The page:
There are nascent signs Chinese foreign buyers have toned down their enthusiastic buying of Sydney property. There are three pinpointed causes.
Firstly, Beijing has narrowed the window for capital outflows to Australia. At the same time, Australian banks have tightened lending criteria to mainland China investors due to APRA regulatory requirements, and in some cases won’t lend to foreign investors at all.
This week Chinese local and international estate agents reported a sharp drop-off in sales over the last six weeks as new property taxes took effect after the NSW state budget.
From July 1, NSW doubled the stamp duty on foreign buyers to 8 per cent and increased the land tax surcharge from 0.75 per cent to 2 per cent.
It’s a little too early to say the allure of Australian property has gone, but the Chinese language property portal Juwai.com calculated searches on Australian property for sale are down a third in the first six months of 2017 compared with the second half of last year, while global searches were up.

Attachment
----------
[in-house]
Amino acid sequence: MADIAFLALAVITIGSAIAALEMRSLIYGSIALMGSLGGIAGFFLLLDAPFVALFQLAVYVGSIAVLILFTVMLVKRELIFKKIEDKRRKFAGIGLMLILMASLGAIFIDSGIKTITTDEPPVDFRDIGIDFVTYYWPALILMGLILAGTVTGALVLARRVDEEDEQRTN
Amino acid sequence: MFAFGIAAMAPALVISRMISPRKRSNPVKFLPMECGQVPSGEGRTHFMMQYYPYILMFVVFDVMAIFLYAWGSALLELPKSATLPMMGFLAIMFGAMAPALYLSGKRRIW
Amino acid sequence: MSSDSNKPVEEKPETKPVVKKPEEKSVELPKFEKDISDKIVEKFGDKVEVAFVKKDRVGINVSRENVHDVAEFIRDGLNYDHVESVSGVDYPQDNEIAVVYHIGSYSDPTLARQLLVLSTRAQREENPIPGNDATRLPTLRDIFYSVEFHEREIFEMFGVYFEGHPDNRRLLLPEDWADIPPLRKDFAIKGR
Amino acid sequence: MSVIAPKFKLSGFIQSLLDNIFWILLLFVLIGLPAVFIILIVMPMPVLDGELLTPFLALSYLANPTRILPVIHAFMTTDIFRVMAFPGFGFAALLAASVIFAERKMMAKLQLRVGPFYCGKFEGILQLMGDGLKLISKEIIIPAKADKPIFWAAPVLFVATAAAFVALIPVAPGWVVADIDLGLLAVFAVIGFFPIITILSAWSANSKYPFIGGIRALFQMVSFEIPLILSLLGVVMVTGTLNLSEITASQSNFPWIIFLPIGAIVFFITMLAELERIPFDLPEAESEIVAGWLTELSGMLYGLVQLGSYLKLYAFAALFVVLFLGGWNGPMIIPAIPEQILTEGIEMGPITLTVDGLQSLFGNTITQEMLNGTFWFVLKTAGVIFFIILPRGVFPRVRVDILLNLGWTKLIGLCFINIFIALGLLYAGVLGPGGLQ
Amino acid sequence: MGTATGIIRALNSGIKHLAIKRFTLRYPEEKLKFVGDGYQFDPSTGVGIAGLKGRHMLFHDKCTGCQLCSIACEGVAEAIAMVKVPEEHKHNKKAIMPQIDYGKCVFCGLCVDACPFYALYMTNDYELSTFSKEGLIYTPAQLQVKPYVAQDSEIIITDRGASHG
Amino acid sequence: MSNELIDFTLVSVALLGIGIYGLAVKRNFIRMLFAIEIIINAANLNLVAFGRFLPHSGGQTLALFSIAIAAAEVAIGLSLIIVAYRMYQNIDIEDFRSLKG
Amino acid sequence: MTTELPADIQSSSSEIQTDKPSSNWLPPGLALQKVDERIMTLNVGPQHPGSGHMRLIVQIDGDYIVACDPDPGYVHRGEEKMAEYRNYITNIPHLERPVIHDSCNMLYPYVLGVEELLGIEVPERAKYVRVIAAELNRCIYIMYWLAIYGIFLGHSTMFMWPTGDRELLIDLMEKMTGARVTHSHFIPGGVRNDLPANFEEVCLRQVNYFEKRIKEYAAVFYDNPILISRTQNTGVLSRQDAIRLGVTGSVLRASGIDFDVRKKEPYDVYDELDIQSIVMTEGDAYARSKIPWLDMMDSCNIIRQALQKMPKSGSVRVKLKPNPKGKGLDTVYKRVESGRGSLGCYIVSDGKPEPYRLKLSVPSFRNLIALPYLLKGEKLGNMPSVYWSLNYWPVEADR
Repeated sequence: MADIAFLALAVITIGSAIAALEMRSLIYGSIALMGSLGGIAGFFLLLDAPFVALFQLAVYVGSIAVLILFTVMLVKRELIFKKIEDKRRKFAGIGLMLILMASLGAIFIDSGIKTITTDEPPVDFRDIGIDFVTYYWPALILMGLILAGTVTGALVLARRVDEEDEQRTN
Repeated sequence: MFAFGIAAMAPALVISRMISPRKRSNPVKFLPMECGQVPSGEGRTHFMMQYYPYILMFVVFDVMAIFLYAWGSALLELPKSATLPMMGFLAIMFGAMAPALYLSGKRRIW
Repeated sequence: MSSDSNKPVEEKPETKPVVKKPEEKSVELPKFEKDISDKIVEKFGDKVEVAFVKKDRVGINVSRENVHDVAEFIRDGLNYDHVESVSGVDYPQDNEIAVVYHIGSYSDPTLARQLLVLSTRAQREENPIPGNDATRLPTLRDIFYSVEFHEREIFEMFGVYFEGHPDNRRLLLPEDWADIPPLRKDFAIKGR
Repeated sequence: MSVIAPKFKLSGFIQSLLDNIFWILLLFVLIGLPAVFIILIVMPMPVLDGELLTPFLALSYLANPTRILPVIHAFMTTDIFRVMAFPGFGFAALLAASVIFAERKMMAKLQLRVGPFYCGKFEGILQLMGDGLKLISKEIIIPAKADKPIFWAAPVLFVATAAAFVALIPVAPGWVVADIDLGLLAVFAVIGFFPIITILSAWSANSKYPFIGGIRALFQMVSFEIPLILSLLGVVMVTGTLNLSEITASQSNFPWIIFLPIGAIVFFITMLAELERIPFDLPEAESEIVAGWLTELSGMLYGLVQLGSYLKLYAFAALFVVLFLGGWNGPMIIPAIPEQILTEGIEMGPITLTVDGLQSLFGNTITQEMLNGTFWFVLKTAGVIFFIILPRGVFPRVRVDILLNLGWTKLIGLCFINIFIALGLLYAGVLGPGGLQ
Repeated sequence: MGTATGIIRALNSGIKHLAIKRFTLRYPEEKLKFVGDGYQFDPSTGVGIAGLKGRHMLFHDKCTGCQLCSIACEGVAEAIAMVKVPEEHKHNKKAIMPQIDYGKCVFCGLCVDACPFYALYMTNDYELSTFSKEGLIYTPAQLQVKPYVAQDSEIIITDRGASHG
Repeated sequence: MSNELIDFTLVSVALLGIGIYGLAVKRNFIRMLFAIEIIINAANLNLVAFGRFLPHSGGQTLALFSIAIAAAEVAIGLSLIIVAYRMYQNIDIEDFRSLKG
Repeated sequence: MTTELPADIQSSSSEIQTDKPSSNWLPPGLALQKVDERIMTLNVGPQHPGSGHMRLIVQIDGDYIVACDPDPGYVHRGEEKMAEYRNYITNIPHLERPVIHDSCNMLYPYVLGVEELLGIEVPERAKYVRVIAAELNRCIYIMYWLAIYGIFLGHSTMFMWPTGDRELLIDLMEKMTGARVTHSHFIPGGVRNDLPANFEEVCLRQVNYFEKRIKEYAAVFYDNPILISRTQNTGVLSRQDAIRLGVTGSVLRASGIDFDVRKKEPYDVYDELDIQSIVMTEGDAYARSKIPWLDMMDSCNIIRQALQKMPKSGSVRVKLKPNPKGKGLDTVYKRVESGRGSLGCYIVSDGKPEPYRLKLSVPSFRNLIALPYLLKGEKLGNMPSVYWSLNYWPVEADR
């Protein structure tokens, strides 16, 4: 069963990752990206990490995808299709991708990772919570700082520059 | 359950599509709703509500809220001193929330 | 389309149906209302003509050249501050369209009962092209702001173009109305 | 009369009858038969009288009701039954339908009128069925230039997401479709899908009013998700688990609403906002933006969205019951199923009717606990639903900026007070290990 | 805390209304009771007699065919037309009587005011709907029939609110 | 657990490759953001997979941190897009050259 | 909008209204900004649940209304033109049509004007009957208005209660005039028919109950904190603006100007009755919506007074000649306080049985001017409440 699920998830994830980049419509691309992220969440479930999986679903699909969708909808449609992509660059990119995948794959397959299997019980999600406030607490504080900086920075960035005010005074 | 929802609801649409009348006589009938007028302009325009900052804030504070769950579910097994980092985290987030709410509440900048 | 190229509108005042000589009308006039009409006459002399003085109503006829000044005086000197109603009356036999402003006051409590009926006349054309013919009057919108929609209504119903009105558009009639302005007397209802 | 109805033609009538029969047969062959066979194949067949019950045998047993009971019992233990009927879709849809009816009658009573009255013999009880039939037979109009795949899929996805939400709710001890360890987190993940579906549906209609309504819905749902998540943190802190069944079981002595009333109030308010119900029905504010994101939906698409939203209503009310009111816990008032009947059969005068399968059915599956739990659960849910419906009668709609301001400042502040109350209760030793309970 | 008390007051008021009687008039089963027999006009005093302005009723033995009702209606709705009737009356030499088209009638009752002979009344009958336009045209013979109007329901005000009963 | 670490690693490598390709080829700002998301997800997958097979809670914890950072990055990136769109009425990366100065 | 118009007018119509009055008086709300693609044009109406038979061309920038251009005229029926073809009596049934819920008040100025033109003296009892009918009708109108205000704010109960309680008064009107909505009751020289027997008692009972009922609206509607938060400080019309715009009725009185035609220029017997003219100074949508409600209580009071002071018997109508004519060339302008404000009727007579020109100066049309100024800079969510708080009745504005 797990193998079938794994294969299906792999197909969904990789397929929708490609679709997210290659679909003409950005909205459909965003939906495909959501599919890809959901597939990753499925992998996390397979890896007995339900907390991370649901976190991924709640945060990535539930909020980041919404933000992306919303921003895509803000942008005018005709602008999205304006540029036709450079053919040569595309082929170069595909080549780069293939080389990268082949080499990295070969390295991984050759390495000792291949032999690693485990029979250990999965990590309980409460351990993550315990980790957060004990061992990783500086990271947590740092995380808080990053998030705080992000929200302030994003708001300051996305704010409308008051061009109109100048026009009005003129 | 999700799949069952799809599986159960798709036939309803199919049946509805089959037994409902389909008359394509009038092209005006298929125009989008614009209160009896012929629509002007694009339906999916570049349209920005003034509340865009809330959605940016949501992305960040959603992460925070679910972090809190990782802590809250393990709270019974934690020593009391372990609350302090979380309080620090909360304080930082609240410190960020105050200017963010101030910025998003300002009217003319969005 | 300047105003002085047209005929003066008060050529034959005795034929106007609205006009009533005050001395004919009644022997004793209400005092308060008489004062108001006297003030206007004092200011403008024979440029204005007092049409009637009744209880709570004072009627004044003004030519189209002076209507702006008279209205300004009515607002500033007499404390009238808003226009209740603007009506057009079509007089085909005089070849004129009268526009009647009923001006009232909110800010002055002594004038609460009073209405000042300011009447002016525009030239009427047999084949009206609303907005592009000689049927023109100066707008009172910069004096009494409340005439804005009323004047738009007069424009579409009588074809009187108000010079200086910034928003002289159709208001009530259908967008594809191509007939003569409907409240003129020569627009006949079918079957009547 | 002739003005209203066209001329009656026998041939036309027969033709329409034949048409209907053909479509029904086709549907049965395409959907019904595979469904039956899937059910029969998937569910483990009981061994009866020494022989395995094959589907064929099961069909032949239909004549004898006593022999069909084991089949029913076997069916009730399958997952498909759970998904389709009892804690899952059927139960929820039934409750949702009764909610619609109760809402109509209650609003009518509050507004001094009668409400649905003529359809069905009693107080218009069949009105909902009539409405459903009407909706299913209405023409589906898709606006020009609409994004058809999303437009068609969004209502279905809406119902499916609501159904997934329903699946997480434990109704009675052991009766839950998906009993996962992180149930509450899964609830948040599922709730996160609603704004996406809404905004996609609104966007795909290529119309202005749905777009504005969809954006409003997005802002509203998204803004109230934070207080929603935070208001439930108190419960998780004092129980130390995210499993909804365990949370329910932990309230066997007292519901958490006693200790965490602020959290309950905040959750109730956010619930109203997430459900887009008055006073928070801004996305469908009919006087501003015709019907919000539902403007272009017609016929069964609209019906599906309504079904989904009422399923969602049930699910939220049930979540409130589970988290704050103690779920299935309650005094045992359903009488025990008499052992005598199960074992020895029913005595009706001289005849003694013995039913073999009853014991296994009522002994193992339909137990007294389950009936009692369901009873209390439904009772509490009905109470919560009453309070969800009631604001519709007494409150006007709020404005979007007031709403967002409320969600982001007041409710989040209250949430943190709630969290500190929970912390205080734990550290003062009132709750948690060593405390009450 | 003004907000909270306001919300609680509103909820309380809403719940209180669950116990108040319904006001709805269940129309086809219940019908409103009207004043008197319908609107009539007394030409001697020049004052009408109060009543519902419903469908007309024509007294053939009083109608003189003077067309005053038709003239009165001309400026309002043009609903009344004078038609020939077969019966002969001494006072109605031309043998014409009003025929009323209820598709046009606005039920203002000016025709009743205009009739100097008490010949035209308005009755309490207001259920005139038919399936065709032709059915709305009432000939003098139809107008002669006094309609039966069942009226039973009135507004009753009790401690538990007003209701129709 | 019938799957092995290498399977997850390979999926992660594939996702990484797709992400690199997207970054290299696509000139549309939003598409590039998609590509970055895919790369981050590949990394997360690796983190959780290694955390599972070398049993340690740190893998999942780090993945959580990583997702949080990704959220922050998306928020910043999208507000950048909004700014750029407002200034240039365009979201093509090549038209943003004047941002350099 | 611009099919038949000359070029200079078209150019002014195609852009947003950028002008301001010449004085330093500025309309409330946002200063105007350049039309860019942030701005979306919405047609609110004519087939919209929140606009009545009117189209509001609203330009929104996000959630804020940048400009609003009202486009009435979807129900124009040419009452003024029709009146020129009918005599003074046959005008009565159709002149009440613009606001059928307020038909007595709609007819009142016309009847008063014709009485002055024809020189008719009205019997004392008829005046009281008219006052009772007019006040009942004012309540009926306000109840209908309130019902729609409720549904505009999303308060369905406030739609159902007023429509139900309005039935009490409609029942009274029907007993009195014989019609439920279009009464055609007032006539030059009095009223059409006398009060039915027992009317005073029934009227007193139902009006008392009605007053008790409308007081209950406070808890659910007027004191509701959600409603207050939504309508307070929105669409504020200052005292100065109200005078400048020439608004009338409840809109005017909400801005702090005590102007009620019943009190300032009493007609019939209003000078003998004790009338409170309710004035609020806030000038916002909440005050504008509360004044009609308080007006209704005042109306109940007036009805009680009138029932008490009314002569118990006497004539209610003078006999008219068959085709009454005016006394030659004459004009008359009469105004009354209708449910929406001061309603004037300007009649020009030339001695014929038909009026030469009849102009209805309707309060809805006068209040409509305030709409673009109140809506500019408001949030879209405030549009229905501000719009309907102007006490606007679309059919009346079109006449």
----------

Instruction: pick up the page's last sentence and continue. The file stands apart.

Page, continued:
The emerging trend coincides with a warning from a former US Federal Reserve official that our economy could be at risk from a housing market downturn if Chinese buyers retreat from residential property.
Dr Nellie Liang, who was in Sydney recently to share her views on financial stability with the Reserve Bank of Australia, said a “trigger” could be a reversal in international capital flows.
“When you have the outsiders buying properties, if the outside money pulls out and prices fall, there’s innocent bystanders who took on debt and end up under water, which could lead to defaults,” Dr Laing, a senior fellow at the Brookings Institution in Washington, said.
“China is such a big economy now, and they have links to other countries, including to Australia and Canada through the housing markets, that people need to be thinking about.”
Twenty per cent moves in house prices isn’t crazy anymore, Dr Laing even suggested.
The National Australia Bank property expert panel calculated foreign acquirers in the combined established and new property markets represented 17 per cent of all apartment buyers and 11 per cent of house buyers in the June quarter.
Chinese buyers make up the largest percentage.
Some experts believe official figures underestimate the real extent of foreign money pouring into Australian real estate because Chinese Australians and permanent resident holders act as conduits to buy property for friends and family back home.
Sydney has enjoyed a stellar run with Chinese purchases, but a 50 per cent sales outcome at last weekend’s major Sydney CBD off the plan offering was the lowest take-up in many years. And there are still record numbers of new apartments approved and likely to come onto the market.
Hopefully the cooling trend in Chinese buying interest is more a pause rather than a conclusion.
Online Source: www.news.com.au